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  Captain Zero Audiobook - #1 City of Deadly Sleep - 7 hours [Audio CDs] #RA426
Captain Zero Audiobook - #1 City of Deadly Sleep


 
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7 hours - Audio CD Set


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Description
 
Will Murray's Pulp Classics #22
Captain Zero Audiobook
#1 City of Deadly Sleep
by G.T. Fleming-Roberts
Read by Michael C. Gwynne. Liner Notes by Will Murray
 
 
 
In 1949, Popular Publications, which had been out of the hero business since the cancellation of The Spider in 1943, decided to renter the fading field. The Shadow was still going strong on radio, even if his pulp magazine had been folded a few months before.
 
Veteran mystery pulpster G. T. Fleming-Roberts was tapped to pen the new series under his own name. He had a knack for clever plots, contemporary dialogue, and avoiding the most egregious pulp clichés. In that post-war era, readers expected their heroes to be more realistic, so Fleming-Roberts and his editors went for broke.
 
Their hero, Daily World copywriter Lee Allyn—apparently named in a nod to serial Superman Kirk Alyn—was a meek horn-rimmed fellow who possessed few heroic qualities. But between midnight and dawn, thanks to a scientific experiment that went awry, he turned invisible—except for his floating disembodied eyes.
 
It was as if Clark Kent had learned to become as invisible as Lamont Cranston, but remained a mild-mannered newspaperman.
 
Captain Zero fought crime in small-town settings, aided by fellow journalist, Doro Kelly. He had a lot in common with the early Spider-Man. Luck—both good and bad—dogged his nocturnal forays. He was often outnumbered, not to mention outfought and outwitted. For Lee Allyn, fighting crime was no lark. Especially when you didn’t even have a car—never mind a super-car.
 
In his first bumbling case, City of Deadly Sleep, Captain Zero gets the tar repeatedly beaten out of him by rival gangs before pulling out a victory by the skin of his invisible teeth.
 
Unfortunately, despite a trio of well-crafted stories, the time had passed for heroes like Captain Zero. He expired after only three stories. But they are refreshingly different, and RadioArchives.com is proud to bring them to crackling life in a series of audiobooks narrated by the unseen Michael C. Gwynne.
 
Also included are a fascinating fact story featuring Sherlock Holmes’ creator, Arthur Conan Doyle, called “Elementary, my Dear Corpse!” along with Russell Bender’s tense crime tale, “Killer for Sale!” Read by Michael C. Gwynne with short stories by Roy Worley and Roger Price.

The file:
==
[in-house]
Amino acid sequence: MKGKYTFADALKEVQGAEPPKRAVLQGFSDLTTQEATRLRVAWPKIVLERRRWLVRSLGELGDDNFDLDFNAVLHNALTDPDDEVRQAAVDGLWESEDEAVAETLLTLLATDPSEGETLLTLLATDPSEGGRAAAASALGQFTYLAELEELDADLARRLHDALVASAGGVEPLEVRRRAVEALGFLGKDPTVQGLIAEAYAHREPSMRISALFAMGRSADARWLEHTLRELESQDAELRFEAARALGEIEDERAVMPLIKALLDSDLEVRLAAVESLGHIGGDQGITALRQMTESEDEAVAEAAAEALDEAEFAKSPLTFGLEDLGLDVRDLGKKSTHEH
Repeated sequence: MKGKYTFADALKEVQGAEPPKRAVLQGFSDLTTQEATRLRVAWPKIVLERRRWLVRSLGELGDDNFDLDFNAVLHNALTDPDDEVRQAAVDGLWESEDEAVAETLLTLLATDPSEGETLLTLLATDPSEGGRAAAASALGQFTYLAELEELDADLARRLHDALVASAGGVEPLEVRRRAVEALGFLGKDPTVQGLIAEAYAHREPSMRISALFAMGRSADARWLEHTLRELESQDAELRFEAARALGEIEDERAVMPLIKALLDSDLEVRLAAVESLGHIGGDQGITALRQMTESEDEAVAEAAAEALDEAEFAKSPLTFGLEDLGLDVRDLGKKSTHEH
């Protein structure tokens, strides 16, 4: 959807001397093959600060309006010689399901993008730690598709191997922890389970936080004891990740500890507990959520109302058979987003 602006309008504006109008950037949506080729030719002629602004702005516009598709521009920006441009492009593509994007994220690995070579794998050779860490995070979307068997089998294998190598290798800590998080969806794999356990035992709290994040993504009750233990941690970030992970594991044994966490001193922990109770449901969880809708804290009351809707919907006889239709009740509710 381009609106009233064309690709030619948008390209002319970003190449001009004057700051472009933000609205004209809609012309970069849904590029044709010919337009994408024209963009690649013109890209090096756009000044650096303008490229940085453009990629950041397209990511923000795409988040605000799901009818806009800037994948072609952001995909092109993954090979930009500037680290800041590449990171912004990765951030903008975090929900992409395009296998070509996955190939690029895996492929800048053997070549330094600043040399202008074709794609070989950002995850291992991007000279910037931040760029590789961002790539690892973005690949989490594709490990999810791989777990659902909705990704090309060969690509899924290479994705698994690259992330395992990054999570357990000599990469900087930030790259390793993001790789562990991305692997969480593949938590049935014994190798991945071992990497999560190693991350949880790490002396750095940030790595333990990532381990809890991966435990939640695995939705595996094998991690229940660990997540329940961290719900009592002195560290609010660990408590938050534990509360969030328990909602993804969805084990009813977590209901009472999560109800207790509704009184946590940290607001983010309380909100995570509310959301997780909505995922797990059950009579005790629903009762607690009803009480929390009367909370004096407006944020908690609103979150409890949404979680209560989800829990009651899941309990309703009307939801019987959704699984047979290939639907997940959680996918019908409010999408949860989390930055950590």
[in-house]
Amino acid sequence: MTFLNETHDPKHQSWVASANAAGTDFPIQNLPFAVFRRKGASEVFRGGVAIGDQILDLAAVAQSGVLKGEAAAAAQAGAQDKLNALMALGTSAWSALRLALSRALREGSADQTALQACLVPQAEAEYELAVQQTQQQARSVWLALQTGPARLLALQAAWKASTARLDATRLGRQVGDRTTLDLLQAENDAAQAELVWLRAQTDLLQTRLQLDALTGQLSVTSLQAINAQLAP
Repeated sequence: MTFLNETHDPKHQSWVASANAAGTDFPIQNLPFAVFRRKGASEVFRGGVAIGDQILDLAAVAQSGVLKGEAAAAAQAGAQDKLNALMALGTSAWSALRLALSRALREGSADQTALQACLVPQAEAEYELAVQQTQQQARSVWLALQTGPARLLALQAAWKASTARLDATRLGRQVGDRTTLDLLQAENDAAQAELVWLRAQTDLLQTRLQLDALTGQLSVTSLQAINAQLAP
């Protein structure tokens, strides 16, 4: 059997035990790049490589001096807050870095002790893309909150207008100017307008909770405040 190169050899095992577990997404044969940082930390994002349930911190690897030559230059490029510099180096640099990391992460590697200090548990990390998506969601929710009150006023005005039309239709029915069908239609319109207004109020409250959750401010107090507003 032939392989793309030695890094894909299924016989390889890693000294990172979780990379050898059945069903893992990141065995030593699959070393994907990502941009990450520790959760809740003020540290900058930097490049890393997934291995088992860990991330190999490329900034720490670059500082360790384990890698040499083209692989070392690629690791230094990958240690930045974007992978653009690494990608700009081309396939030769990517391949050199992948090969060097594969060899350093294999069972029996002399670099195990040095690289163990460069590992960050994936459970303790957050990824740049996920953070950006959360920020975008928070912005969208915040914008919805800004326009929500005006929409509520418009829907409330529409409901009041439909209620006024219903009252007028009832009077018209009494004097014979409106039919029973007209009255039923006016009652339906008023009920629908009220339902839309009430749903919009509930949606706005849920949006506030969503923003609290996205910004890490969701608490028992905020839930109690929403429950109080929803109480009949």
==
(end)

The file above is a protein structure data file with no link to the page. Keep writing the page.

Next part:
#1 City of Deadly Sleep
by G.T. Fleming-Roberts
Read by Michael C. Gwynne
Chapter 1: The Voice From Hell
Chapter 2: Johnny The Turk
Chapter 3: The Zero Hour
Chapter 4: “I Can Use You!”
Chapter 5: Unknown Voyager
Chapter 6: Track of the Killer
Chapter 7: Death From Nowhere
Chapter 8: The Cold, Deadly Dawn
Chapter 9: Poison Ivy
Chapter 10: Joe Venetti
Chapter 11: The Big Squeeze
Chapter 12: The Secret of U.V.
Chapter 13: The Red House
Chapter 14: Hell’s Own Hideout
Chapter 15: Hot Box
Chapter 16: The Yellow Link
Chapter 17: Double-Cross
Chapter 18: Winner Take Cover!
Chapter 19: Unseen Witness
Chapter 20: Dead Man’s Pitch
Chapter 21: Lady Killer
Chapter 22: Dark Dawn

Elementary My Dear Corpse!
by James W. Booth
Read by Roy Worley


Killer for Sale!
by Russell Bender
Read by Roger Price
 

“One of my all-time favorite pulp magazines—brought to life!”
 
Will Murray is the Series Producer for Will Murray's Pulp Classics line of Pulp Audiobooks and Pulp eBooks. Will is the author of over 50 novels in popular series ranging from The Destroyer to Mars Attacks. Collaborating posthumously with the legendary Lester Dent, he has written to date twelve Doc Savage novels, with Skull Island, Death's Dark DomainDesert DemonsHorror in Gold, and The Infernal Buddha now available. For National Public Radio, Murray adapted The Thousand-Headed Man for The Adventures of Doc Savage in 1985, and recently edited Doc Savage: The Lost Radio Scripts of Lester Dent for Moonstone Books. He is versed in all things pulp.
 
Michael C. Gwynne's outstanding achievements have encompassed all areas of entertainment – radio, television and film. Through out the sixties Michael could be heard as a DJ in San Francisco, New York City and Los Angeles. Shortly after breaking the Guinness Book of Records for nonstop drumming, 92 hours at the 1965 "Drum-A-Thon" in Honolulu, Michael was cast in the TV series The Psychiatrist by a young Steven Spielberg.
 
Michael went on to work behind the scenes on Spielberg's breakthrough film Jaws where he can be heard as the DJ on beach radios. He continued to land roles in popular television shows: Kojak, Dallas, CHiPS, Hill Street Blues, Cagney & Lacey, and Falcon Crest before he crossed paths again with Spielberg when he was cast in an episode of Amazing Stories directed by Martin Scorsese.
 
Although Michael has worked steadily as a character actor in television and film over the last three decades his first love is still radio where he enjoys the challenges of a fast paced production, bringing a character to life with nothing but his deep thrilling voice!

 


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